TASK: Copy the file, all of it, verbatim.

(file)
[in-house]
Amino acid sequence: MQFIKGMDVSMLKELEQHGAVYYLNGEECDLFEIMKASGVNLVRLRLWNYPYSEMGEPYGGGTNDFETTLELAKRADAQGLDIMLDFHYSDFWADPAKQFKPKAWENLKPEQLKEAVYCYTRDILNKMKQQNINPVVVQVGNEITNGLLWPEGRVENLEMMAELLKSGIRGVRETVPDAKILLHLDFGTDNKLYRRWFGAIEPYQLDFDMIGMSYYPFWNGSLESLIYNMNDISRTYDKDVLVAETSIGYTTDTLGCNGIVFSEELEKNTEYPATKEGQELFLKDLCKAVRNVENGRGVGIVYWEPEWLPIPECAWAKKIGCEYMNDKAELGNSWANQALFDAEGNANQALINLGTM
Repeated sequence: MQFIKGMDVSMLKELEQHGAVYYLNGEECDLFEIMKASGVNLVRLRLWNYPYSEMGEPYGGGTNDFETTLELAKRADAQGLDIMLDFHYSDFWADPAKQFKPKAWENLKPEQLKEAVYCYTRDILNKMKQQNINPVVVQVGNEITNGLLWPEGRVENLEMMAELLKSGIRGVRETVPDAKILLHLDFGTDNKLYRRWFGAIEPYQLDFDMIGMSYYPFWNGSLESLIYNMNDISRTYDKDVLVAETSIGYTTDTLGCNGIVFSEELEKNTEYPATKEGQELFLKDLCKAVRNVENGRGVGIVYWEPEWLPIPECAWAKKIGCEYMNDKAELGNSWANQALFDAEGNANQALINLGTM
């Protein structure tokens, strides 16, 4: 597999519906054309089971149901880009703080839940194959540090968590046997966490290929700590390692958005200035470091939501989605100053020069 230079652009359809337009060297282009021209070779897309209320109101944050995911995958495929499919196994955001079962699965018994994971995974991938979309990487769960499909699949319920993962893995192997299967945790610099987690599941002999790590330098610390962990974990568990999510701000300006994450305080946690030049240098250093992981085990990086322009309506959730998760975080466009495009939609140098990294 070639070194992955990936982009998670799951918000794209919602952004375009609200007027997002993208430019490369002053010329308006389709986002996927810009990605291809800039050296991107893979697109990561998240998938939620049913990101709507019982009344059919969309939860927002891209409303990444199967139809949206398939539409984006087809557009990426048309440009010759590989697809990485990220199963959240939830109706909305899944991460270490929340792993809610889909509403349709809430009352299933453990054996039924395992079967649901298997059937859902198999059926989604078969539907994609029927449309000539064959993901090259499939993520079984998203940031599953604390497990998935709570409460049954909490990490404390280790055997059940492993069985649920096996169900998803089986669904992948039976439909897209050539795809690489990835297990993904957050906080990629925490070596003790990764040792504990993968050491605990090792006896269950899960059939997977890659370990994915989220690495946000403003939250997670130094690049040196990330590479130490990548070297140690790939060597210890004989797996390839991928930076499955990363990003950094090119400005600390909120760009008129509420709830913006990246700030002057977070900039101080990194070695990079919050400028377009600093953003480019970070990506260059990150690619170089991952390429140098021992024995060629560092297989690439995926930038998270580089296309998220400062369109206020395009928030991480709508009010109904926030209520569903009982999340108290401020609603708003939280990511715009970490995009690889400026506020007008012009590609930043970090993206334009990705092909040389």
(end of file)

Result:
[in-house]
Amino acid sequence: MQFIKGMDVSMLKELEQHGAVYYLNGEECDLFEIMKASGVNLVRLRLWNYPYSEMGEPYGGGTNDFETTLELAKRADAQGLDIMLDFHYSDFWADPAKQFKPKAWENLKPEQLKEAVYCYTRDILNKMKQQNINPVVVQVGNEITNGLLWPEGRVENLEMMAELLKSGIRGVRETVPDAKILLHLDFGTDNKLYRRWFGAIEPYQLDFDMIGMSYYPFWNGSLESLIYNMNDISRTYDKDVLVAETSIGYTTDTLGCNGIVFSEELEKNTEYPATKEGQELFLKDLCKAVRNVENGRGVGIVYWEPEWLPIPECAWAKKIGCEYMNDKAELGNSWANQALFDAEGNANQALINLGTM
Repeated sequence: MQFIKGMDVSMLKELEQHGAVYYLNGEECDLFEIMKASGVNLVRLRLWNYPYSEMGEPYGGGTNDFETTLELAKRADAQGLDIMLDFHYSDFWADPAKQFKPKAWENLKPEQLKEAVYCYTRDILNKMKQQNINPVVVQVGNEITNGLLWPEGRVENLEMMAELLKSGIRGVRETVPDAKILLHLDFGTDNKLYRRWFGAIEPYQLDFDMIGMSYYPFWNGSLESLIYNMNDISRTYDKDVLVAETSIGYTTDTLGCNGIVFSEELEKNTEYPATKEGQELFLKDLCKAVRNVENGRGVGIVYWEPEWLPIPECAWAKKIGCEYMNDKAELGNSWANQALFDAEGNANQALINLGTM
């Protein structure tokens, strides 16, 4: 597999519906054309089971149901880009703080839940194959540090968590046997966490290929700590390692958005200035470091939501989605100053020069 230079652009359809337009060297282009021209070779897309209320109101944050995911995958495929499919196994955001079962699965018994994971995974991938979309990487769960499909699949319920993962893995192997299967945790610099987690599941002999790590330098610390962990974990568990999510701000300006994450305080946690030049240098250093992981085990990086322009309506959730998760975080466009495009939609140098990294 070639070194992955990936982009998670799951918000794209919602952004375009609200007027997002993208430019490369002053010329308006389709986002996927810009990605291809800039050296991107893979697109990561998240998938939620049913990101709507019982009344059919969309939860927002891209409303990444199967139809949206398939539409984006087809557009990426048309440009010759590989697809990485990220199963959240939830109706909305899944991460270490929340792993809610889909509403349709809430009352299933453990054996039924395992079967649901298997059937859902198999059926989604078969539907994609029927449309000539064959993901090259499939993520079984998203940031599953604390497990998935709570409460049954909490990490404390280790055997059940492993069985649920096996169900998803089986669904992948039976439909897209050539795809690489990835297990993904957050906080990629925490070596003790990764040792504990993968050491605990090792006896269950899960059939997977890659370990994915989220690495946000403003939250997670130094690049040196990330590479130490990548070297140690790939060597210890004989797996390839991928930076499955990363990003950094090119400005600390909120760009008129509420709830913006990246700030002057977070900039101080990194070695990079919050400028377009600093953003480019970070990506260059990150690619170089991952390429140098021992024995060629560092297989690439995926930038998270580089296309998220400062369109206020395009928030991480709508009010109904926030209520569903009982999340108290401020609603708003939280990511715009970490995009690889400026506020007008012009590609930043970090993206334009990705092909040389």